Red diamonds are known to be the rarest of rare
Red diamonds are the most rare of all colours, and as such sit at the very top of the value scale. They represent one of the most sought after hues in any fancy colour diamond collection, mainly because they are so rarely available.
Prices for red diamonds start at seven figures per carat. The prices of red diamonds are hard to compare since there are dramatic differences between them – even with the same certificate, two purplish red diamonds can be in completely different price levels – based on how red the diamond is, how bright or dark the tone, and the amount of any secondary colours present.
Red diamonds with no secondary hue are so rare, that GIA records show that over a 30 year period from 1957 to 1987 there was no mention of a GIA lab report issued for a diamond with ‘red’ as the only descriptive term. In addition, there have been less than 400 diamonds that have been graded by GIA weighing more than half a carat.
Hue is the dominant colour of the diamond; saturation is the strength of hue; tone is the amount of light or darkness in the diamond.
The Hancock Red is one of the most famous red diamonds. At the time of its sale in 1987 it was the most expensive per-carat gemstone ever sold at auction. The hammer came down at $ 880 000 a remarkable $ 926 315 per carat, eight times its pre-sale estimate. The publicity generated by the selling price of the Hancock Red and other significant fancy coloured diamonds at auction spurred interest in these rare stones around the world at the time.
It Is important to note that fancy reds do not have a saturation level (for example ‘intense’ or ‘vivid’), as they represent the greatest level of colour in the pink diamond family – there is no greater saturation possible. In addition, they do not get very large in size, with the 5.11 carat Moussiaf Red shield being the largest known red diamond in history.
One of the many attributes we consider when we grade and evaluate a diamond that are outside the 4Cs is fluorescence. Most people know that fluorescence is considered a flaw and reduces diamond prices. This is true in white diamonds but not exactly true in coloured diamonds with the exception of yellow diamonds. Unlike in other coloured diamonds, fluorescence does reduce the value of yellow diamonds, even dramatically.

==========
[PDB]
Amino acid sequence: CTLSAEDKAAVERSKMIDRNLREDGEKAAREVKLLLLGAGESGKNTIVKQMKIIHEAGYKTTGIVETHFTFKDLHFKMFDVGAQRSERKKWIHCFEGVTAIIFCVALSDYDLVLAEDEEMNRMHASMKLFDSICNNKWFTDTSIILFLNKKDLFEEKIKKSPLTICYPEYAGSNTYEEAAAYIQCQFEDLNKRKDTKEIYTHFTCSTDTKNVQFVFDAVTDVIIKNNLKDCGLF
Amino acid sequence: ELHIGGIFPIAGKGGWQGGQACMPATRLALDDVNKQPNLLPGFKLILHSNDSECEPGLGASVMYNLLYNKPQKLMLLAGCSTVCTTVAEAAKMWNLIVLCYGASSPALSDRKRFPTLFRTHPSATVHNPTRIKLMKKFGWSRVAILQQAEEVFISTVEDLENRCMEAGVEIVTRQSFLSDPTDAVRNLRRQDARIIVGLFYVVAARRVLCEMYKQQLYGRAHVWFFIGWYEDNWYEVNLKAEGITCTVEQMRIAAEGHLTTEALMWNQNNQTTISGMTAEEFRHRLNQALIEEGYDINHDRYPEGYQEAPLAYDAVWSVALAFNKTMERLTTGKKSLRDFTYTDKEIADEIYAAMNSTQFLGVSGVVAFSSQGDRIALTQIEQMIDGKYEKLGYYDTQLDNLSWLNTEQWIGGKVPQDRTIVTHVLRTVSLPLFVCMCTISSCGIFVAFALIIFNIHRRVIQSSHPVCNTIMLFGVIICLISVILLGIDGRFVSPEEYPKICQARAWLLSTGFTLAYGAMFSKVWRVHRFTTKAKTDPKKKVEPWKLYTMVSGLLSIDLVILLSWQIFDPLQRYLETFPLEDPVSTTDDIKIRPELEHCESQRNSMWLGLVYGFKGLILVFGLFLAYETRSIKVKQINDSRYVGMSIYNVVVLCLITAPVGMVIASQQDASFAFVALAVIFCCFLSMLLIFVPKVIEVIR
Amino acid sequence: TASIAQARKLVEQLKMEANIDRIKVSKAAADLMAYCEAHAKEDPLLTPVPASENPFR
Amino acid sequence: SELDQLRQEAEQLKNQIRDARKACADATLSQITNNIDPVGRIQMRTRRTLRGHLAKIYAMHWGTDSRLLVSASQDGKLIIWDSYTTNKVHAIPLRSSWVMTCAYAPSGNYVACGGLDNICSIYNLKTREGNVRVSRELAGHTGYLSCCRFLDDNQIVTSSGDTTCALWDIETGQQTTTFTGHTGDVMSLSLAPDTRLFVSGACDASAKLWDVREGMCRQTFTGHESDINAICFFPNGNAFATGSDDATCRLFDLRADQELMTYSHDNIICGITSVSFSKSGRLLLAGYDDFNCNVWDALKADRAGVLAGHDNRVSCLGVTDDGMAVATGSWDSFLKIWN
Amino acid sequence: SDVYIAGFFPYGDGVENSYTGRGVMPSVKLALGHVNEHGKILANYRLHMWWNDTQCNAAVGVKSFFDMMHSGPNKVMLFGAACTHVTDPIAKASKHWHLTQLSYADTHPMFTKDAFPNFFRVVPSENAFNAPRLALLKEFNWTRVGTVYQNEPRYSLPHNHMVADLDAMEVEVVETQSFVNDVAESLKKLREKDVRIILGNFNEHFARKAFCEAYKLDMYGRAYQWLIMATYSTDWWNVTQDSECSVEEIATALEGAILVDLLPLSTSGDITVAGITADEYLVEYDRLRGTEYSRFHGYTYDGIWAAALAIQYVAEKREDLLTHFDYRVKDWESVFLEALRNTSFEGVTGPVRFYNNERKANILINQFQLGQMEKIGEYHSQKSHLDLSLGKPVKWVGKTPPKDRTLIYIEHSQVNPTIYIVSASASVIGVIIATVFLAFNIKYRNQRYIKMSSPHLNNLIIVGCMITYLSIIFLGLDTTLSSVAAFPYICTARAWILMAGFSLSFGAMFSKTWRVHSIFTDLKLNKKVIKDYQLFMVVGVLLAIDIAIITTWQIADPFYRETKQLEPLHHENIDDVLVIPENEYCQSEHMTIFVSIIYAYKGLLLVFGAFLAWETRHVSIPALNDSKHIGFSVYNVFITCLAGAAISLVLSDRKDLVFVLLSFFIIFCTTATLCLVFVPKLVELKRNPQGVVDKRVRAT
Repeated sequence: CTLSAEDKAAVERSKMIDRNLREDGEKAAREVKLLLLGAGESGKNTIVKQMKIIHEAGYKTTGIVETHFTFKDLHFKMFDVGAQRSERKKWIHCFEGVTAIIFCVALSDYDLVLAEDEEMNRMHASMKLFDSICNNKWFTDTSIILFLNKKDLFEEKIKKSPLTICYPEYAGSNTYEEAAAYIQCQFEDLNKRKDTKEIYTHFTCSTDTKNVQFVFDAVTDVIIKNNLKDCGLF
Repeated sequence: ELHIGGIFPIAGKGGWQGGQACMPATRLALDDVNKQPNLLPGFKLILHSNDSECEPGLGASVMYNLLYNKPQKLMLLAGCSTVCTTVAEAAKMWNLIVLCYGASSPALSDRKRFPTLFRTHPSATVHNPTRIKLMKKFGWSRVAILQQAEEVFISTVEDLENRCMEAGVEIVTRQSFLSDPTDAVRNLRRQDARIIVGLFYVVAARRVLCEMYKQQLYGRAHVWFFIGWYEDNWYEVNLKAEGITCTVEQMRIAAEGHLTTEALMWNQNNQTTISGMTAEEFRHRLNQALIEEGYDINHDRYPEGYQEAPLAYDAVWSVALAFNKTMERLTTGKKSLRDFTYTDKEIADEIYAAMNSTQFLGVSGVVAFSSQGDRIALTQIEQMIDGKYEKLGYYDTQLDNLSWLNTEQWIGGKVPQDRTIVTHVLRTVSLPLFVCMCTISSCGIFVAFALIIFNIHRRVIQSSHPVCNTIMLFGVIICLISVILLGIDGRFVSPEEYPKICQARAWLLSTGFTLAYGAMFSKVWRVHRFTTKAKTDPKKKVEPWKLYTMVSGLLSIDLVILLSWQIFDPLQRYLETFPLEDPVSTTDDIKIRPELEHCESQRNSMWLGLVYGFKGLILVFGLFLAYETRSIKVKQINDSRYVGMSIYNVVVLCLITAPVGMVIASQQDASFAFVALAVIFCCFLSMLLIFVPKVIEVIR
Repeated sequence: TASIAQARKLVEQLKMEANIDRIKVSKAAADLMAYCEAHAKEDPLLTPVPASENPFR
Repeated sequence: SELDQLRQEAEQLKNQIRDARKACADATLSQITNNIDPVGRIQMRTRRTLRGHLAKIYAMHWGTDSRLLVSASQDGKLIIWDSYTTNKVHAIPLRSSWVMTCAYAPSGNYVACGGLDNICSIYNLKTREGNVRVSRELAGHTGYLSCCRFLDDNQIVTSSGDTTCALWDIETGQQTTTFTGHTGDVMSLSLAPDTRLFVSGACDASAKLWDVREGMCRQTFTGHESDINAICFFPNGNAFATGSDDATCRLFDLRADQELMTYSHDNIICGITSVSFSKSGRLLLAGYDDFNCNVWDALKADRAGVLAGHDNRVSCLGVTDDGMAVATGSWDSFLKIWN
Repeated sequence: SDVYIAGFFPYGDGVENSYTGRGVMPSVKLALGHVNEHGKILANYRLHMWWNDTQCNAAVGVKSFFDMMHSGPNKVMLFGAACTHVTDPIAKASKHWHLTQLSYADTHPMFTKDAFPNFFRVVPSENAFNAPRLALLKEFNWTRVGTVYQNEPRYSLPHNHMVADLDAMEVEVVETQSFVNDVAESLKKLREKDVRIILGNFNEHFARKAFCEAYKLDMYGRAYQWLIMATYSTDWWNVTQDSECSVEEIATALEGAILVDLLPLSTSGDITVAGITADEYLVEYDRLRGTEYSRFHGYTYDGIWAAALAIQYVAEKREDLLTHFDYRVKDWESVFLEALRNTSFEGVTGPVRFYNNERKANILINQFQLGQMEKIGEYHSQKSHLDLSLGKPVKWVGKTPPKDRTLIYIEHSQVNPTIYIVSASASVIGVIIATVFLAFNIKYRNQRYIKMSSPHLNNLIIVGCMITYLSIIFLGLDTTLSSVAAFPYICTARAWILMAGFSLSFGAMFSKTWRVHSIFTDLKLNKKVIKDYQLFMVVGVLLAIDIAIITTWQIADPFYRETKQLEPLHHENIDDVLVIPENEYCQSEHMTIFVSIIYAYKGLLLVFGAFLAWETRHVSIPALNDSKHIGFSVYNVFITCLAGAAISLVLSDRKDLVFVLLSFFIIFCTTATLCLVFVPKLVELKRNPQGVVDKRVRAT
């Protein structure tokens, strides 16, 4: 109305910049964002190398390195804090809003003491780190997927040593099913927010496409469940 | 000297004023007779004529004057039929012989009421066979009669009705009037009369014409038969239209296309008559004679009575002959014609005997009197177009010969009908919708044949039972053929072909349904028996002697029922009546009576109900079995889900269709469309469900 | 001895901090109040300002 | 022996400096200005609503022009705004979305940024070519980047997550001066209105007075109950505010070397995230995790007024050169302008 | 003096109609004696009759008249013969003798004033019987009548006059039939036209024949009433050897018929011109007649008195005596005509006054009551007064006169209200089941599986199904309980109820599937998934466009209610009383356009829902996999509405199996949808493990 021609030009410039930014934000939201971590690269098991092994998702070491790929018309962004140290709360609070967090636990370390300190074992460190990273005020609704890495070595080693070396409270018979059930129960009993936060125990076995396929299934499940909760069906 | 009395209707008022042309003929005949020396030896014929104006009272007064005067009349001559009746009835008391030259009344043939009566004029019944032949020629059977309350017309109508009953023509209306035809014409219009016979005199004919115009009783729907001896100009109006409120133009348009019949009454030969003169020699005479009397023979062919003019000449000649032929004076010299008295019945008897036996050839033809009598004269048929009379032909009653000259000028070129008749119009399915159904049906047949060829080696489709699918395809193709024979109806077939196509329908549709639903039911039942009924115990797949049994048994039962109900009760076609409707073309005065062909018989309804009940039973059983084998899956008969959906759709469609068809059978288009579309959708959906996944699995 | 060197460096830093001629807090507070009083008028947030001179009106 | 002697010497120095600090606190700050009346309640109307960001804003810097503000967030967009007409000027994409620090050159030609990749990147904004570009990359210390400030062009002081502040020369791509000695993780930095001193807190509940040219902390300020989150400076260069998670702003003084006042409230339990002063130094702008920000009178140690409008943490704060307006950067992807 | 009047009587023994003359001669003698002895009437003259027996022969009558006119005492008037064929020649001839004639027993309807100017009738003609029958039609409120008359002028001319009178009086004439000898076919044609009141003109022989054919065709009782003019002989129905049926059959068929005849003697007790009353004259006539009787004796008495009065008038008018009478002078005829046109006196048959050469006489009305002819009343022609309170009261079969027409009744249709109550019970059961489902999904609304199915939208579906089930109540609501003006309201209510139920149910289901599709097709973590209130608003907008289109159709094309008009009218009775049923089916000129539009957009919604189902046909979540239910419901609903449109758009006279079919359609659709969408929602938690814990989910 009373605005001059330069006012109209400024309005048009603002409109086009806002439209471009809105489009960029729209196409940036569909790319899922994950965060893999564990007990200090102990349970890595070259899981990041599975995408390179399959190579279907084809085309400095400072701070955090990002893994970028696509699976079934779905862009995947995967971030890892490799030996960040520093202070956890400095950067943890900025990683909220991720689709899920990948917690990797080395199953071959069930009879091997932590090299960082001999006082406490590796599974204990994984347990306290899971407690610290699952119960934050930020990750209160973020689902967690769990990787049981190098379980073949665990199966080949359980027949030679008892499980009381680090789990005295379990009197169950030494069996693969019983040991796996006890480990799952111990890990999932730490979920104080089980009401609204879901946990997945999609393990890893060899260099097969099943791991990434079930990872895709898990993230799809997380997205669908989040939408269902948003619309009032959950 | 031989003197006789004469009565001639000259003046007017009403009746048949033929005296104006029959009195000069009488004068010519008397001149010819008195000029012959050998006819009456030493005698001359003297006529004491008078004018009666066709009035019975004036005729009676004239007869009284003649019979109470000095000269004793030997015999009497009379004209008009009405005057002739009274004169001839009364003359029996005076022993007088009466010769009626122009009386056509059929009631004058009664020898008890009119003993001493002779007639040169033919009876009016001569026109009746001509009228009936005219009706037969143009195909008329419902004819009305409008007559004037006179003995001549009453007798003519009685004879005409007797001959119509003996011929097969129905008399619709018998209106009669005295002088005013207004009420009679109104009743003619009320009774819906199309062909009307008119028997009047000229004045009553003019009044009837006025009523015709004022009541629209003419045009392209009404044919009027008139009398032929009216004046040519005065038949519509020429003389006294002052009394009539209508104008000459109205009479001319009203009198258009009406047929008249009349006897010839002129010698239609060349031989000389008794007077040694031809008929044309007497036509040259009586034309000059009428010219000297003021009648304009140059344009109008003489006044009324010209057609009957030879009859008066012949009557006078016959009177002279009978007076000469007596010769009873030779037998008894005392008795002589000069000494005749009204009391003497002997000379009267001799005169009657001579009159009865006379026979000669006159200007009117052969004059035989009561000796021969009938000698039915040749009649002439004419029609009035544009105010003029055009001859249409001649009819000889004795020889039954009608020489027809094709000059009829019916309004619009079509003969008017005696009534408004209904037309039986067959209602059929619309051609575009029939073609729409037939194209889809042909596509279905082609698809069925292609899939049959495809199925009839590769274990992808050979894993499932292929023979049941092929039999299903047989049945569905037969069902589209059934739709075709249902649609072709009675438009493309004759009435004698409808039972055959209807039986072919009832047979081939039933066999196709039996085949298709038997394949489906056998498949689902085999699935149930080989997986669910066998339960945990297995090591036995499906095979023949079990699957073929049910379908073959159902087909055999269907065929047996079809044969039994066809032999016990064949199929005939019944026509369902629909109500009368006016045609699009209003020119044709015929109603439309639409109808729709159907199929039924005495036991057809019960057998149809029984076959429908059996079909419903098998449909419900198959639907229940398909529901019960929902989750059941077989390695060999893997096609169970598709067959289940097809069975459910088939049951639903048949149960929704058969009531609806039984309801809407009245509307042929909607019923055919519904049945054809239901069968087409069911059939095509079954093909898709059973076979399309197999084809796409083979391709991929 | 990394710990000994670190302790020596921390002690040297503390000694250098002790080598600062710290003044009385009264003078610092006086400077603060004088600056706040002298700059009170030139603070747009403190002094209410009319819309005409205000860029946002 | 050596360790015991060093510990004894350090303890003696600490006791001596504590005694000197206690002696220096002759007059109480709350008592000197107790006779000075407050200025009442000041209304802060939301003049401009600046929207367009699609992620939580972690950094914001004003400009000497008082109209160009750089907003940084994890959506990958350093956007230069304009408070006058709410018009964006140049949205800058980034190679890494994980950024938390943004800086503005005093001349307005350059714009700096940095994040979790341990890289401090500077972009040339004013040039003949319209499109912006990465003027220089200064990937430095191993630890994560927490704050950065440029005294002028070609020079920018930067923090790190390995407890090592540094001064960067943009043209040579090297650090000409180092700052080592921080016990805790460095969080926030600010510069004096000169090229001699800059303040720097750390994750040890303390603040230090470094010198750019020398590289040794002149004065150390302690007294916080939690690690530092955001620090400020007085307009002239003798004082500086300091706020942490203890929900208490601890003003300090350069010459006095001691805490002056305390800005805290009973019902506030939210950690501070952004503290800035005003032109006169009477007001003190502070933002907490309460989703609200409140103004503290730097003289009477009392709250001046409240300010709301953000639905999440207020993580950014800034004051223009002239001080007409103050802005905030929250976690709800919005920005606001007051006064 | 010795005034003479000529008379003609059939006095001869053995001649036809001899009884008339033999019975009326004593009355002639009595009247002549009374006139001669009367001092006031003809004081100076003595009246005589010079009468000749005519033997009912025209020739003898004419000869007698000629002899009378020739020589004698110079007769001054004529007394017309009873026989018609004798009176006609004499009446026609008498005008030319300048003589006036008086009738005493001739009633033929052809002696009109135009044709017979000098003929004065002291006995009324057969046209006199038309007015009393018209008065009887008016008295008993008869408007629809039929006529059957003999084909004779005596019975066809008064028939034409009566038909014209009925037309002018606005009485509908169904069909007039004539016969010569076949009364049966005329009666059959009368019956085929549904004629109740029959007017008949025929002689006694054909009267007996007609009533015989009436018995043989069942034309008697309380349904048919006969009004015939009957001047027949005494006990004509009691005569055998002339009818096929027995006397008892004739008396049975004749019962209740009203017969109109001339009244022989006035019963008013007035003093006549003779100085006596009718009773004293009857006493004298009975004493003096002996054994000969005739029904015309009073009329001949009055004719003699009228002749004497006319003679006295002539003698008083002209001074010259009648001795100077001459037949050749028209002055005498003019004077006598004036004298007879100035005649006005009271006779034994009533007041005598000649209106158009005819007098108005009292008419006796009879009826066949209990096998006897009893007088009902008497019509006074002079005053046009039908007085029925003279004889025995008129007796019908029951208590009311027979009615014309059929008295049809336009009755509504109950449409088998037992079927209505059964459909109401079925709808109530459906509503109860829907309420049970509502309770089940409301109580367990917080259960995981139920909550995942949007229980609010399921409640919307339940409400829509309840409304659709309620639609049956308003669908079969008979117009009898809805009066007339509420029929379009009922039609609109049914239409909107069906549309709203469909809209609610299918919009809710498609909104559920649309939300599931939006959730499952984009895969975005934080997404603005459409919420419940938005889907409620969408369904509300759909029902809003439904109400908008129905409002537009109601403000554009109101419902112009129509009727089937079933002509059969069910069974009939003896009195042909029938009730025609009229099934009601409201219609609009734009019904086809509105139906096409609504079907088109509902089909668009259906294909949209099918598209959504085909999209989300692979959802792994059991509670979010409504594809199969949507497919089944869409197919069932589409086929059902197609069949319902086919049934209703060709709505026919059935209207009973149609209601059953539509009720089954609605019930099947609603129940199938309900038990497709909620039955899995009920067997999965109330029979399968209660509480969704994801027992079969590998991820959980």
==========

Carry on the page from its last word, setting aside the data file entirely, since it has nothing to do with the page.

Pure things such as diamonds with no fluorescence are rarer and therefore cost more. Secondly, fluorescence in yellow diamonds is usually blue. If you look at a yellow diamond with strong blue fluorescence it does seem to affect the colour but not always.
Faint fluorescence reduces the price a bit (up to 10%), Medium or Strong reduces a lot (even 15% - 30%).
While Pink and blue diamonds were unaffected over the GFC, yellow diamonds suffered a 45% decline in value between January 2008 and January 2009 as most retail consumers lowered their spending and demand plummeted and supply remained steady.
However, the following year, yellow diamonds increased 52% in value and continued to increase in value to fully recover their pre-recession value by January 2012. They continue to perform consistently, and have outperformed many traditional investments, particularly in the top Vivid Yellow category.